This comment brings up the fact that any small disruption in the flow of traffic is going to ripple throughout the rest of the system. The closer your headway, the more the car in front of you is going to affect how you drive. If you're, say, driving through the Mojave at midnight, you're not going to worry about the tail lights you can see half a mile ahead of you, but if you're tailgating a car on the 405 south, you're going to slam on the brakes every time you see your leader's brake lights flicker. So I'd argue that if everyone followed the three-second rule, merging traffic would have less effect on the rest of the freeway. Appert-Rolland also mentioned that it might help to display a "suggested speed" that reflects the average speed, helping drivers going too fast or slow to choreograph their driving. She pointed out that simply having shorter headways gets more cars through. The problem is that when you have a heavy flow, there's a higher risk of a jam. And once you're in that jam, she said, it's really hard to get out of it. If you could somehow homogenize the flow, you'd smooth out the bumps...theoretically. According to Minnhagen's research, homogeneity isn't actually that helpful.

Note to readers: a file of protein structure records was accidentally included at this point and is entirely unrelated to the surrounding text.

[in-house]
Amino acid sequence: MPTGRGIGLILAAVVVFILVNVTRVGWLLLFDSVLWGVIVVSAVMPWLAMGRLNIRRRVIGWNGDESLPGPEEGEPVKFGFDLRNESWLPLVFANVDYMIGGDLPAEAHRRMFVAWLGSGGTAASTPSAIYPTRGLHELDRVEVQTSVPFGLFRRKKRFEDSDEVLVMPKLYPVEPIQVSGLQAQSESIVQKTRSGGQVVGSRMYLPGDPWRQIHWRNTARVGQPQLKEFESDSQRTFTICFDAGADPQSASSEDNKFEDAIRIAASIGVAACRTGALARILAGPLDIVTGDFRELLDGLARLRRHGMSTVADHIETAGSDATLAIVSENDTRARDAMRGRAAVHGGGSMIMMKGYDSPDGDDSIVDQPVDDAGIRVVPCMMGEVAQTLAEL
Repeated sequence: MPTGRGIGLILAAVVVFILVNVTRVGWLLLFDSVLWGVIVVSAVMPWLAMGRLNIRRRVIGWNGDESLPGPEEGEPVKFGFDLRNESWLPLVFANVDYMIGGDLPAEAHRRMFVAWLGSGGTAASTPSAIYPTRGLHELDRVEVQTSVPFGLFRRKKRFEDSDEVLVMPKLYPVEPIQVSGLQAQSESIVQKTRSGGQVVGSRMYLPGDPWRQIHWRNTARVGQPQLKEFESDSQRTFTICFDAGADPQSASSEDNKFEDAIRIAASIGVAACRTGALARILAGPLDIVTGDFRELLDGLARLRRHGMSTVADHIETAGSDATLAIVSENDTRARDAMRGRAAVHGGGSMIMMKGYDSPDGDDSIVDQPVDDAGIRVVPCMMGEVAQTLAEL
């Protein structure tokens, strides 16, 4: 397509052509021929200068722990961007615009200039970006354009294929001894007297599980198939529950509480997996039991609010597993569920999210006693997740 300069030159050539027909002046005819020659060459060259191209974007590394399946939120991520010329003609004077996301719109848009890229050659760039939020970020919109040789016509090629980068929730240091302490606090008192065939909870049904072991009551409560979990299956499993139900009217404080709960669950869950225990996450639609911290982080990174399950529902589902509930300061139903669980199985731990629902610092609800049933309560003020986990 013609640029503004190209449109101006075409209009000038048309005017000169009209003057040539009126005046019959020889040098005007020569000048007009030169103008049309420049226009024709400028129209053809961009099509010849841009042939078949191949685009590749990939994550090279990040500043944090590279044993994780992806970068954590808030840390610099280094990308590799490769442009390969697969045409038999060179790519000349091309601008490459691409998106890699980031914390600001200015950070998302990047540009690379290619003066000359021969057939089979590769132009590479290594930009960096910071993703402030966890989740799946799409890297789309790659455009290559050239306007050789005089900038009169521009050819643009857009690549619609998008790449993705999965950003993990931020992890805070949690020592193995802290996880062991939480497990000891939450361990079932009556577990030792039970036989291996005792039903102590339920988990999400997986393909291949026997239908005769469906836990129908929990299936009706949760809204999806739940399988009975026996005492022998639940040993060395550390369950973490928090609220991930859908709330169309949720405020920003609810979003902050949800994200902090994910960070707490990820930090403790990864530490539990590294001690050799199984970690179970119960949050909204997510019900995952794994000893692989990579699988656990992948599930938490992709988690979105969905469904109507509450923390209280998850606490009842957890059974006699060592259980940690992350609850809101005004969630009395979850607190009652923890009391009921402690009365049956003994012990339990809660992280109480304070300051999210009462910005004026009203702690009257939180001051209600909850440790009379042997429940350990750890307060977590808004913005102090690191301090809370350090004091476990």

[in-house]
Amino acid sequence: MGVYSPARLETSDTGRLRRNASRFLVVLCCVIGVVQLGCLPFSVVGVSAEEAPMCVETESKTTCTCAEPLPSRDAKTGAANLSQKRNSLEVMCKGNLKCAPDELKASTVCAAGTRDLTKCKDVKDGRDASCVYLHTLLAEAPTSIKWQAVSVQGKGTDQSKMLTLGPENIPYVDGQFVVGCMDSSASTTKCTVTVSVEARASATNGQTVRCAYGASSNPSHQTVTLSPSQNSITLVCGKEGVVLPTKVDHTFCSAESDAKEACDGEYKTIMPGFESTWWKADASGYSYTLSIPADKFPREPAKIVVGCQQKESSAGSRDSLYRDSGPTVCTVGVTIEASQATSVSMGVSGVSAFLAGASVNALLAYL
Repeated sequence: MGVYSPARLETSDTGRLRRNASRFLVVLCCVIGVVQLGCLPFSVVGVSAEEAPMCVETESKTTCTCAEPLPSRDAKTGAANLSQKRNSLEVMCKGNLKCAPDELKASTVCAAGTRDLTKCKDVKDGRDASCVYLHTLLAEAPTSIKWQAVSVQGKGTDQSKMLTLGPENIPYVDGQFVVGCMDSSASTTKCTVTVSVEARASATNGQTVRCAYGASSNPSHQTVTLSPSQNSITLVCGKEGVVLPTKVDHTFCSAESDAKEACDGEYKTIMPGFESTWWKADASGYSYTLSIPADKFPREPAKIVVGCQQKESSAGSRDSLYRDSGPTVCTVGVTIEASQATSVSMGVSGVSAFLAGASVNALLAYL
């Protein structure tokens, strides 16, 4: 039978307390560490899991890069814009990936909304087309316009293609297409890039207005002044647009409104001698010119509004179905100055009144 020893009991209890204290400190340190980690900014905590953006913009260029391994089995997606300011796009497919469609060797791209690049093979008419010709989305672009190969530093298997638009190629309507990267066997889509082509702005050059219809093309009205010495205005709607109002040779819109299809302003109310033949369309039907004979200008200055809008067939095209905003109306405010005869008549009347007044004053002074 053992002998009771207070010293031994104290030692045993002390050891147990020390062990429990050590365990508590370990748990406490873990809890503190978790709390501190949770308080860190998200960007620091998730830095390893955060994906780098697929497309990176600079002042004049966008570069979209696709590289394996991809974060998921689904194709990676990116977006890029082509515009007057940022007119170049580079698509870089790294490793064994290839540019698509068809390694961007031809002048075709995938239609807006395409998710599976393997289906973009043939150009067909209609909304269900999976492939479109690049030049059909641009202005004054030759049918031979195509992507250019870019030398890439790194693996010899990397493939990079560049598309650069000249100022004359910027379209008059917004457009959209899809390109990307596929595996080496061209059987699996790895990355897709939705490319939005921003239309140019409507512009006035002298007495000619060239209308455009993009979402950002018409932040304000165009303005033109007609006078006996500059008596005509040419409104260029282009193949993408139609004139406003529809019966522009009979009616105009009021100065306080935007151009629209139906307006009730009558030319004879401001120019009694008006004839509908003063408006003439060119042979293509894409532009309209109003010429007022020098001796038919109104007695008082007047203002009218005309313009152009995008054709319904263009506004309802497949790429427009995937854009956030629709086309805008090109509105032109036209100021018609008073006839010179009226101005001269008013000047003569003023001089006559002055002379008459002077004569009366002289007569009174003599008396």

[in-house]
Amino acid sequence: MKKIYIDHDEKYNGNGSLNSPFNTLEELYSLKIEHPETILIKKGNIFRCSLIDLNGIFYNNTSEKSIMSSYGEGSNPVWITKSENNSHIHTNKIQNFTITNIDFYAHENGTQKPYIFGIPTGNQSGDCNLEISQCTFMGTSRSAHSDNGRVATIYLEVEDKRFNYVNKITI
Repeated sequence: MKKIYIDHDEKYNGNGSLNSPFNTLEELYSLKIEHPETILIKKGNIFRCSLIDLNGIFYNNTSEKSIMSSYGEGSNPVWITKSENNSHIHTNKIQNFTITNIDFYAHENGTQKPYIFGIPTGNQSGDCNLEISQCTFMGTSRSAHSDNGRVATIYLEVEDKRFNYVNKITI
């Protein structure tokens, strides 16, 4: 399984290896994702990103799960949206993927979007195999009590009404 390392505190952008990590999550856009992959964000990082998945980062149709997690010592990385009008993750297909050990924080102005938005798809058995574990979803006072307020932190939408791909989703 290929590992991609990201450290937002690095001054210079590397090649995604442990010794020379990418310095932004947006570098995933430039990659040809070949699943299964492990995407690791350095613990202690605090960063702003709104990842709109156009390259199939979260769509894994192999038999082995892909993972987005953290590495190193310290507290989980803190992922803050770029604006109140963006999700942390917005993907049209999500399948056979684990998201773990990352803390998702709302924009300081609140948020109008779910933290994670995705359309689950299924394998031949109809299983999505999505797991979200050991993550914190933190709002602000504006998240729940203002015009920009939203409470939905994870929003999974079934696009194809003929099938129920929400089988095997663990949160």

Yahktoe said...
For anybody interested in reading Petter Minnhagen's paper (or at least an abstract of it), you can find it here:

Flow improvement caused by agents who ignore traffic rules

I think it's worth noting how stylized the pedestrian rules are in this study. I haven't sprung for the full paper, but I find myself wondering if maybe the rules themselves could have been changed in such a way as to make rule abiding the optimal "solution."
A comment after my own heart: I often wonder whether the proverbial spherical cow eats grass and moos. So here's a bit more detail on the rules of this model world. So we've got our pedestrian-only street, divided into a grid. Each pedestrian is randomly assigned to move either up or down the street, with each square representing a possible move. You try to move forward if you can, but if there's someone in that square, you can move sideways. If you're a good, rule-abiding citizen, you always try to go right first. If that square's occupied too, then you can go left. But if you're a jerk, you're behavior isn't so rigid. You toss a coin to decide whether to go left or right first. You've got more freedom.